- Costs £150-£300;
- Provides an overview of the property’s condition and focuses on things like the roof, walls, windows, floors and stairs;
- Outlines significant problems but does not go into detail, therefore further investigation will be needed;
- Provides the condition of each element in a clear ‘traffic lights’ ratings which identifies problems that need varying degrees of attention;
- This type of survey does not include a valuation or insurance reinstatement.
2) Homebuyer’s report - Suitable for modern properties as well as older properties that are deemed to be in a reasonable condition:
- Costs between £250-£600;
- Includes maintenance advice as well as necessary repairs that are needed;
- Particularly useful for issues such as cracks, damp or subsidence;
- Highlights any areas that do not meet building regulations;
- Only look at parts of the property that are readily available - not behind walls, loft space or under floorboards.
3) Buildings survey - Useful for older properties, rare or unusual properties, properties in a poor condition, properties in which you are planning significant work or for any major concerns you have with a property:
- Costs between £500 and £1,000;
- Provides a breakdown of the structure of a property and the condition;
- Gives detailed information on how the property has been constructed, the materials used, the condition of the foundations, roof and walls;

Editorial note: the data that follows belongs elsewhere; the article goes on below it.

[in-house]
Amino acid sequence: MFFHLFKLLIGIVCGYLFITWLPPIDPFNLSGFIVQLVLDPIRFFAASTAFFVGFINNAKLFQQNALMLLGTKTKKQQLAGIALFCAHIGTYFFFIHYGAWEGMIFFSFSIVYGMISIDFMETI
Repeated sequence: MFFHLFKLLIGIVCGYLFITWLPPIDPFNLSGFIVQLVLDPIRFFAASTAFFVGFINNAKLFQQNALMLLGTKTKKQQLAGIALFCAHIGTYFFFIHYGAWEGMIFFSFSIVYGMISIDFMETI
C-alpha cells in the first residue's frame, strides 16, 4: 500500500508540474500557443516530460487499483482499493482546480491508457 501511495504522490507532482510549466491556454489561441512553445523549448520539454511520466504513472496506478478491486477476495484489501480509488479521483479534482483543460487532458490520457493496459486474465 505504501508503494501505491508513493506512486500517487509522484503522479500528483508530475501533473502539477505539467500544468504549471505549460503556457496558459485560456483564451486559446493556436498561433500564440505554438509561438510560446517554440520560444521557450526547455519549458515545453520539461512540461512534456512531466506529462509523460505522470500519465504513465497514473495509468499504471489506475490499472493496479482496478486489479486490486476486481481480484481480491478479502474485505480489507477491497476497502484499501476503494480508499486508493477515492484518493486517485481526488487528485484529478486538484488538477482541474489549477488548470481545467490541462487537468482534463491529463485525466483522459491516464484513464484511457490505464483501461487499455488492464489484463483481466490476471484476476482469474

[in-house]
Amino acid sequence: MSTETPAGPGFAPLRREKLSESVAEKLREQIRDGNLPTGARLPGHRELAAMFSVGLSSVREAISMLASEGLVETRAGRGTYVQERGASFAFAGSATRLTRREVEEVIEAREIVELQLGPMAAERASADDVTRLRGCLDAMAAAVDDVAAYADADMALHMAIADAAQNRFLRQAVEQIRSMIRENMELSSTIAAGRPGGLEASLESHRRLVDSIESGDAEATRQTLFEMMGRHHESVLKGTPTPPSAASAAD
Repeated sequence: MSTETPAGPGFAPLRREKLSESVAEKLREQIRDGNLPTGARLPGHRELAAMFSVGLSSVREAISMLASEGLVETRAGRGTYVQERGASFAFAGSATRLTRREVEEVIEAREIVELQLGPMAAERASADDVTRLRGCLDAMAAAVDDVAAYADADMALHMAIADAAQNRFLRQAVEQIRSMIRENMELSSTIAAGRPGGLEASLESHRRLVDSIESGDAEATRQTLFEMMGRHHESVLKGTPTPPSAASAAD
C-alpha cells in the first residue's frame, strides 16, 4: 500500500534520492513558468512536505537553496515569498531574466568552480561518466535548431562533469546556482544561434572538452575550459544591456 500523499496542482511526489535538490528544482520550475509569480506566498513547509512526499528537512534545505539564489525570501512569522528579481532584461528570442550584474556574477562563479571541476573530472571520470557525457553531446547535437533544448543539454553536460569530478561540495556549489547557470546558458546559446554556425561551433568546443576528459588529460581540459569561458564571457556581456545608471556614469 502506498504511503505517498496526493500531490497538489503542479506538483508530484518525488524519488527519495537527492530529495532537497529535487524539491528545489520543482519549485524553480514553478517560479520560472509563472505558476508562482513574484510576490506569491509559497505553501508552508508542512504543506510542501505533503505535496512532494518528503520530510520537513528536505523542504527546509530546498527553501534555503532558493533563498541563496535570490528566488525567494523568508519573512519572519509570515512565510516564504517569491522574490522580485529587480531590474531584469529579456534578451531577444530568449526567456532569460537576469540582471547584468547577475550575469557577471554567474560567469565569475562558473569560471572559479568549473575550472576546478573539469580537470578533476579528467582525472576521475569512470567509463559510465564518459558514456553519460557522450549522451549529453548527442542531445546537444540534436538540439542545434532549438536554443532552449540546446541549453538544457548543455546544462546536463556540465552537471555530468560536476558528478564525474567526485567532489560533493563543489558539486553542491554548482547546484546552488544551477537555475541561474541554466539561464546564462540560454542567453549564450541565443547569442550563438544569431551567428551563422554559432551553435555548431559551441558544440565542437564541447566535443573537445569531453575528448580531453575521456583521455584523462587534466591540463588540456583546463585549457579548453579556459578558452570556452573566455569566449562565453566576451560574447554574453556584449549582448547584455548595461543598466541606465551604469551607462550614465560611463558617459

- Outlines advice of the maintenance as well as necessary repairs are needed;
- Give a more intrusive report that will look at the loft/attic space as well as under the floorboards.
With new build properties, a survey is not so likely to be needed. You can however ask for a New-build snagging survey for extra peace of mind.
Exchanging of contracts is the last stage in the legal process of buying a property after which you cannot pull out, without incurring significant legal costs and losing your deposit.
During exchange, copies of signed contracts are exchanged between the buyer's conveyancer and the seller's conveyancer, and the buyer's deposit is paid.
A date for completion that is mutually agreeable is then set - this is usually around two weeks after contracts are exchanged though it can be quicker.
Ensure you read the contract thoroughly and several times. Raise anything you are unsure about before you sign.
The completion of a property sale is the where all the monies are passed over and the buyer has the legal right to the property. As a buyer, you will receive a call from your legal services to let you know your money is has now gone through and you can obtain the keys to your new property. You will also receive your completion statement that should reflect the original quotation from your conveyancer.
There is a lot to think about! So here is a handy list of little things that can get forgotten before completion:
- Visit the property again before you complete to make sure all is in place – including your fixtures and fittings;
- Send a copy of the title deeds to your mortgage lender;
- If your property is a leasehold, you will need to inform the freeholder that you will be completing on the property;
- Notify the utility companies that you are now the owner of the property;
- Inform your banks, credit card, place of work, mobile phone company and the DVLA of your new address;
- Set up your a post-redirection.
Congratulations! If you are moving into this new property, take a look at our handy Moving Checklist to help you with your move.